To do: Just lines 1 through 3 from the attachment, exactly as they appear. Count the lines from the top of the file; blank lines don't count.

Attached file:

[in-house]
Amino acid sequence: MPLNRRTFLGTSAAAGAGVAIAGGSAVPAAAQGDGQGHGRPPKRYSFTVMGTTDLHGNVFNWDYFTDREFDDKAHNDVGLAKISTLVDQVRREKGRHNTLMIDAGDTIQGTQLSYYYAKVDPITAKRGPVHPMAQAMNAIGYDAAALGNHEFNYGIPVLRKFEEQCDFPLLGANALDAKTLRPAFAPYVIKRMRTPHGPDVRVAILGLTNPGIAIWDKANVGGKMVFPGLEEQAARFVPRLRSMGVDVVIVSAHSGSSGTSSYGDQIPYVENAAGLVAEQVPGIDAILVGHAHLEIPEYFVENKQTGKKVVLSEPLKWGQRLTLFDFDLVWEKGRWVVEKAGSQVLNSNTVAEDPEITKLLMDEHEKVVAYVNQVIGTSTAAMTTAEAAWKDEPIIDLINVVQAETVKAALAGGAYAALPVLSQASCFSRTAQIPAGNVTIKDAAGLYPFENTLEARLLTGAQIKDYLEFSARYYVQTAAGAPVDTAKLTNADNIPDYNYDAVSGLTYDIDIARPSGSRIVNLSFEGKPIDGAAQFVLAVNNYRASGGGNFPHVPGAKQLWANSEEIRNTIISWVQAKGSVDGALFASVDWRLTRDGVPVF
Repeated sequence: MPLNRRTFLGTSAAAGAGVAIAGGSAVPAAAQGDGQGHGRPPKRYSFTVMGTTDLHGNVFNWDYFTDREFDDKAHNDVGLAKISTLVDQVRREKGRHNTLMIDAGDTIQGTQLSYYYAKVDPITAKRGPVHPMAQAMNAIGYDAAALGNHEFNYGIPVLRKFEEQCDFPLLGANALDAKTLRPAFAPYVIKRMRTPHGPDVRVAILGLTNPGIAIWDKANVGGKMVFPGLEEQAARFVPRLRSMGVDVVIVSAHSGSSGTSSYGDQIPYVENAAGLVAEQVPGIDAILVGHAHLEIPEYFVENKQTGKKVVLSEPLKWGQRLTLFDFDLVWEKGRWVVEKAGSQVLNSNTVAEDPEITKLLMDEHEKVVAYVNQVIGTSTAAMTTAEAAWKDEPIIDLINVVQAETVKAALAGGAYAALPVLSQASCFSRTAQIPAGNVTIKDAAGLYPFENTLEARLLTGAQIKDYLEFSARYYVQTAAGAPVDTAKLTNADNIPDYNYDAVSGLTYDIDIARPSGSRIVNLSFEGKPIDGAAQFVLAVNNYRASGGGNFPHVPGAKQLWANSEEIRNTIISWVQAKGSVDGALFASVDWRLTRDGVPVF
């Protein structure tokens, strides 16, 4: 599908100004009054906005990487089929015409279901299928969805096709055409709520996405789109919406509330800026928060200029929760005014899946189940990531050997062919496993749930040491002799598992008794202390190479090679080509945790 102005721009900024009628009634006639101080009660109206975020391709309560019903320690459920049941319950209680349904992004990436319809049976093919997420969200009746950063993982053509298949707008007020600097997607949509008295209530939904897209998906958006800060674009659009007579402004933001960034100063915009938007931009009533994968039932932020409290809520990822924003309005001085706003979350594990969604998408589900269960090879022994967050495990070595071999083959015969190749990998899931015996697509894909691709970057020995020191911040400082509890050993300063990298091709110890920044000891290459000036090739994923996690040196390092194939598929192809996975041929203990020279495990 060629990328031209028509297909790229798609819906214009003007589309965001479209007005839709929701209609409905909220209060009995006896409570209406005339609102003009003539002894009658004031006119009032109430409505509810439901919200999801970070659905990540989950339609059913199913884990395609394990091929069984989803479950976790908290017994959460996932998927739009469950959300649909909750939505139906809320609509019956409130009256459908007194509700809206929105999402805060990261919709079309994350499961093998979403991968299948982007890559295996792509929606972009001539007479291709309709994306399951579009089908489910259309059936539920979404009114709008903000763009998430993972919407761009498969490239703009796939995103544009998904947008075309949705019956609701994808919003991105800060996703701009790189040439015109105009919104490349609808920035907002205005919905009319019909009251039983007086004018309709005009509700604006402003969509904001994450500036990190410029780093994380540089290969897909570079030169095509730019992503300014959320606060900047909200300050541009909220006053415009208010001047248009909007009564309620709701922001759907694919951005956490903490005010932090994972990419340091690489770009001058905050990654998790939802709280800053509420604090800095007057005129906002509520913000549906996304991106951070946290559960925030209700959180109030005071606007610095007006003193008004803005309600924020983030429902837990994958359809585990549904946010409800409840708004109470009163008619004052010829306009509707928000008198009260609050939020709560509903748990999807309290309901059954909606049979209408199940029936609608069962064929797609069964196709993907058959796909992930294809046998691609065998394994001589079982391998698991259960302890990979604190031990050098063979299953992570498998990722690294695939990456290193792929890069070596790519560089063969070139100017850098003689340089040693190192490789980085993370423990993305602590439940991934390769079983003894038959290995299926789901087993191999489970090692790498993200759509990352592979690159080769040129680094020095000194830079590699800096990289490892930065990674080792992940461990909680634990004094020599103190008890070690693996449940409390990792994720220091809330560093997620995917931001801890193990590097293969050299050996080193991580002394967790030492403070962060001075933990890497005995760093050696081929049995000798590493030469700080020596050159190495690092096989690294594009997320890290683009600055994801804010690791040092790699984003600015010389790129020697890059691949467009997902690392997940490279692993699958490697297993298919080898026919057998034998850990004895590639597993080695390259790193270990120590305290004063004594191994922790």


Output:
[in-house]
Amino acid sequence: MPLNRRTFLGTSAAAGAGVAIAGGSAVPAAAQGDGQGHGRPPKRYSFTVMGTTDLHGNVFNWDYFTDREFDDKAHNDVGLAKISTLVDQVRREKGRHNTLMIDAGDTIQGTQLSYYYAKVDPITAKRGPVHPMAQAMNAIGYDAAALGNHEFNYGIPVLRKFEEQCDFPLLGANALDAKTLRPAFAPYVIKRMRTPHGPDVRVAILGLTNPGIAIWDKANVGGKMVFPGLEEQAARFVPRLRSMGVDVVIVSAHSGSSGTSSYGDQIPYVENAAGLVAEQVPGIDAILVGHAHLEIPEYFVENKQTGKKVVLSEPLKWGQRLTLFDFDLVWEKGRWVVEKAGSQVLNSNTVAEDPEITKLLMDEHEKVVAYVNQVIGTSTAAMTTAEAAWKDEPIIDLINVVQAETVKAALAGGAYAALPVLSQASCFSRTAQIPAGNVTIKDAAGLYPFENTLEARLLTGAQIKDYLEFSARYYVQTAAGAPVDTAKLTNADNIPDYNYDAVSGLTYDIDIARPSGSRIVNLSFEGKPIDGAAQFVLAVNNYRASGGGNFPHVPGAKQLWANSEEIRNTIISWVQAKGSVDGALFASVDWRLTRDGVPVF
Repeated sequence: MPLNRRTFLGTSAAAGAGVAIAGGSAVPAAAQGDGQGHGRPPKRYSFTVMGTTDLHGNVFNWDYFTDREFDDKAHNDVGLAKISTLVDQVRREKGRHNTLMIDAGDTIQGTQLSYYYAKVDPITAKRGPVHPMAQAMNAIGYDAAALGNHEFNYGIPVLRKFEEQCDFPLLGANALDAKTLRPAFAPYVIKRMRTPHGPDVRVAILGLTNPGIAIWDKANVGGKMVFPGLEEQAARFVPRLRSMGVDVVIVSAHSGSSGTSSYGDQIPYVENAAGLVAEQVPGIDAILVGHAHLEIPEYFVENKQTGKKVVLSEPLKWGQRLTLFDFDLVWEKGRWVVEKAGSQVLNSNTVAEDPEITKLLMDEHEKVVAYVNQVIGTSTAAMTTAEAAWKDEPIIDLINVVQAETVKAALAGGAYAALPVLSQASCFSRTAQIPAGNVTIKDAAGLYPFENTLEARLLTGAQIKDYLEFSARYYVQTAAGAPVDTAKLTNADNIPDYNYDAVSGLTYDIDIARPSGSRIVNLSFEGKPIDGAAQFVLAVNNYRASGGGNFPHVPGAKQLWANSEEIRNTIISWVQAKGSVDGALFASVDWRLTRDGVPVF